Opinion

Commentary: Bankruptcy is an alternatve for U.S. automakers

The top executives at General Motors, Ford and Chrysler have been going to Washington, begging for a rescue and saying their business would be devastated by a Chapter 11 filing.

I believe it, but compared with what?

Bankruptcy is never a first choice, but it's great for slashing debt, realigning operations and giving stakeholders their day in court. It also has a pretty fair record of reviving a failing business, although second-chance success is never guaranteed.

It's notable that while GM, et al, were campaigning to avoid bankruptcy, the Tribune Co. practically jumped into its arms Monday morning. The media giant moved early, hoping to have more sway over its restructuring, which is a common tactic among companies on the edge.

"Reorganizing with Chapter 11 is swift and severe," said bankruptcy expert Jack Williams, resident scholar of the American Bankruptcy Institute. "But you have a much better likelihood of a viable enterprise going forward."

Most Chapter 11 filings never get confirmed, and the companies are closed or liquidated, according to academic studies. But of those that complete the process, most improve their operating performance significantly because they reduce debt burdens and sharpen their focus.

Chapter 11 was a good stop for Delta and Continental airlines, as well as Macy’s, Texaco and others.

Much of the congressional testimony and public rhetoric about an auto bailout has centered on preserving 4 million jobs in the industry — or losing them all.

That is a false choice, because the U.S. auto business is shrinking, not disappearing. Yet the auto companies and their supporters often put the issue in stark terms.

Do we want to abandon auto manufacturing and all the people and companies connected with it? Of course not.

But Detroit automakers will close factories, lay off thousands, eliminate dealers and cut employee benefits even if they get billions in government loans. They've already unveiled such plans, hoping to convince Congress that they have a path to profitability.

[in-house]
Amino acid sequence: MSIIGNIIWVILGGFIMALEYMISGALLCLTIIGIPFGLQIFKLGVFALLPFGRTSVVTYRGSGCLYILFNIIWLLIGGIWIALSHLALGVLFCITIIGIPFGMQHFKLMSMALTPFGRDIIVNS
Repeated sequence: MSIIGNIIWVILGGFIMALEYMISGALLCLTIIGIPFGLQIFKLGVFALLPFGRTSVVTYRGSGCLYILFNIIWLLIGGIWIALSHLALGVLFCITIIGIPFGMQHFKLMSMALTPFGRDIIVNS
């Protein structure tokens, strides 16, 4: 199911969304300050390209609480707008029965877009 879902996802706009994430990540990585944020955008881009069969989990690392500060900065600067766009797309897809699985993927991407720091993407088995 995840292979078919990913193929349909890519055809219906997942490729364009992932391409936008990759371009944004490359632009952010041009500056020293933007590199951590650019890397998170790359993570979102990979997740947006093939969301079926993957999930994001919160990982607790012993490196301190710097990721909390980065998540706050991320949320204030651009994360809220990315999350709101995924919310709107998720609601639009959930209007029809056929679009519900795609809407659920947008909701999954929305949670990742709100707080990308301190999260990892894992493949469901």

So serious, deep pain is coming to the industry one way or the other.

This is not a choice between liquidation and a federal rescue; it's about choosing the best way to help failing giants make the changes that are needed to survive.

The debate should be between restructuring with Chapter 11 and restructuring without it. And because Congress plans to play a pivotal role, let's add a third category: restructuring with Washington as overseer.

We're apparently headed for the Washington option, as congressional leaders say they're ready to move on a $15 billion loan to GM and Chrysler, with billions more to be requested later.

A car czar and review board are in the works, which means that we're replacing the bankruptcy process with an ad-hoc hybrid. This could be a mess, considering the learning curve and special interests.

It's easy to imagine lawmakers insisting that jobs be maintained in their districts or that benefits remain unchanged. And the rescue could become laden with goodies for green vehicles and such.

Should the car czar be an expert in auto design and operations? Or a pro at discharging debt, getting creditors in line and reworking employee contracts?

In Washington — or in an out-of-court restructuring — the process could become an endless negotiation with dealers, employees, suppliers and more. In bankruptcy, all parties are given a priority status, which allows the judge to limit objections and speed up the proceedings.

"We have an economically effective, efficient system, with judicial oversight," Williams said about Chapter 11. "A bankruptcy brings transparency and relative certainty to all the stakeholders."

Auto executives say the simple act of filing for Chapter 11 would crush car sales because buyers would be put off by the uncertainty. But how confident can they feel about Detroit right now?

Paradoxically, companies often embrace bankruptcy to bring some certainty to their business.

Suppliers are again willing to extend terms, and lenders are more agreeable, because they're assured of being first in line to be repaid.

Chapter 11 also lets others, rather than management alone, propose a reorganization plan. In some bankruptcies, five plans have been submitted.

Maybe that's another reason that GM and Chrysler execs are so opposed to Chapter 11. They figure they have more influence in Washington than in bankruptcy court.

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